Thursday, October 25, 2012


I recently came across an article in Reader's Digest titled, 50 SECRETS SURGEONS WON'T TELL YOU. It got me thinking of the issues that pertain to my own practice and the field of Obstetrics and Gynecology. Here is a stab at my own short version, applicable to pregnancy and gynecology care.


1.To know which doctor is good, ask hospital employees- specifically the nurses or scrub techs. They are the ones who work closely with the doctors- they see them in action, with patients at their bedside, during deliveries, procedures, and surgeries. Their word, based off of what they see and their own interactions, trump any prestigious title or affiliation.

2.Ask about their rates- all of them...their complication rate, induction rate, episiotomy rate, and c-section rate. If they don't know, they're either hiding something or playing dumb because they simply don't want to be bothered.

3.Some surgeons won't mention procedures that they don't do or don't like to do. Some Gynecologists cannot do laparoscopic surgery, and some can do laparoscopic surgery but are not trained in the newest method of robotic surgery. If you need a hysterectomy and a surgeon is not trained in da Vinci robotic surgery, do you think he or she will mention it as an option? The answer is probably not. To do so may very well be sending you out the door...and your money with you.

4.A lot of thought may have gone into finding the right surgeon, but very few people even consider who their anesthesia provider will be. My hospital currently does not offer routine consultations with the anesthesia providers. And no patients actually even think to ask about it.

5.Doctors are human beings, not perfect and not all-knowing. I am constantly learning something new, each day, with my interactions and experiences with each unique patient. I do not always know the answers and I am not always right. As is the same with any doctor. A good doctor doesn't necessarily have all of the answers at hand, or pretend to- they listen, learn, and attempt to solve the problem. And listen some more.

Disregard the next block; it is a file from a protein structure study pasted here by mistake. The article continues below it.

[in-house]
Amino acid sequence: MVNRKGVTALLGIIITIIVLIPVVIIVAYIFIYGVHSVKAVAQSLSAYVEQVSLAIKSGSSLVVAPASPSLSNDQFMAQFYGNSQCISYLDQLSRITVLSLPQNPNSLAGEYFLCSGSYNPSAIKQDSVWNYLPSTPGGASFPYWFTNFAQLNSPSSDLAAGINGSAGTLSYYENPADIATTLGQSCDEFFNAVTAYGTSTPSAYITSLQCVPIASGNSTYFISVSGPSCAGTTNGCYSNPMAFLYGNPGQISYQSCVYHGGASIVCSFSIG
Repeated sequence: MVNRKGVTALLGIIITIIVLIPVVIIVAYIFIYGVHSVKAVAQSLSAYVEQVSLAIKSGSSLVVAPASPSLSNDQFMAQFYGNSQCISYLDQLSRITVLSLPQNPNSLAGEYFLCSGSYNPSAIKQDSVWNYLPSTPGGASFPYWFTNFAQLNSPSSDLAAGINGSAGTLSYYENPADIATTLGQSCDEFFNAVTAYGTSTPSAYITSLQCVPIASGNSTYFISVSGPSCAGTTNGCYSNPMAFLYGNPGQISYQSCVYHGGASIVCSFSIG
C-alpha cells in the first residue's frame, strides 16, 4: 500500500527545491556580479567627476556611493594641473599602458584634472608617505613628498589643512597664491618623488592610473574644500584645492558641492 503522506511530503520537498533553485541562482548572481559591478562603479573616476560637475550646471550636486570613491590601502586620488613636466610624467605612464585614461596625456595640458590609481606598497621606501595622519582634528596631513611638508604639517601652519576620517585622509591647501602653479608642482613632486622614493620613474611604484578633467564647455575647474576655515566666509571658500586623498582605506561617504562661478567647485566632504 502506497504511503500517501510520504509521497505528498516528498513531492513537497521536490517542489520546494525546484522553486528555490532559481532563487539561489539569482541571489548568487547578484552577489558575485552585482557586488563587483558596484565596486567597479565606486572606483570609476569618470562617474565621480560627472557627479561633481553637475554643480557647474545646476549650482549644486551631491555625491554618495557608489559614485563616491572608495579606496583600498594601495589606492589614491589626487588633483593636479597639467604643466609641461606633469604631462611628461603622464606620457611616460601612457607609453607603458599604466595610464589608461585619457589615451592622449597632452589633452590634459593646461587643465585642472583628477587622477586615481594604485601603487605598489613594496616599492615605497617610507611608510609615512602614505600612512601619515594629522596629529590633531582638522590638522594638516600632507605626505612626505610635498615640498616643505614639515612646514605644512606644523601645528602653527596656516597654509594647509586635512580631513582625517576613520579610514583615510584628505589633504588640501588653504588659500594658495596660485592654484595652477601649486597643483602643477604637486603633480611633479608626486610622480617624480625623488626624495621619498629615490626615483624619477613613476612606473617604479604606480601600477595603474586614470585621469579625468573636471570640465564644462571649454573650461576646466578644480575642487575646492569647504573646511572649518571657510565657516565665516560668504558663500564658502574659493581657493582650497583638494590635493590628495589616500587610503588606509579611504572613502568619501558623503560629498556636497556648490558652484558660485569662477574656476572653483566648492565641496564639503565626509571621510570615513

6.When seeking OB care, don't be afraid to ask the doctor what their philosophy on birth is. If he or she looks at you like you just spoke in Latin, then take that as a sign. Even an Obstetrician should view birth as the important event that it is and should have some thoughts to share that will leave you with a better idea of what to expect from their care.

7.It's never too late to transfer care. Unless the baby has been born. THEN it's too late. If you have gone through the discussions above about intervention rates and philosophy of birth and it's just not sitting right with you- or if you just in general are not feeling cared for or supported in the way that feels right, listen to your instincts. Transfer care and don't look back. Just as my wife always says- if you don't feel you're being listened to and supported during your pregnancy, then why would it be any different during your birth? She's exactly right. That's why I have been known to accept transfers at 36, 37, and even 38 weeks.                                                          

This is only just the beginning of things that come to mind that your OB/Gyn may not tell you. Have you experienced any situation like any of the above? Are there any others you can think of to add?

Glen Elrod, OB/Gyn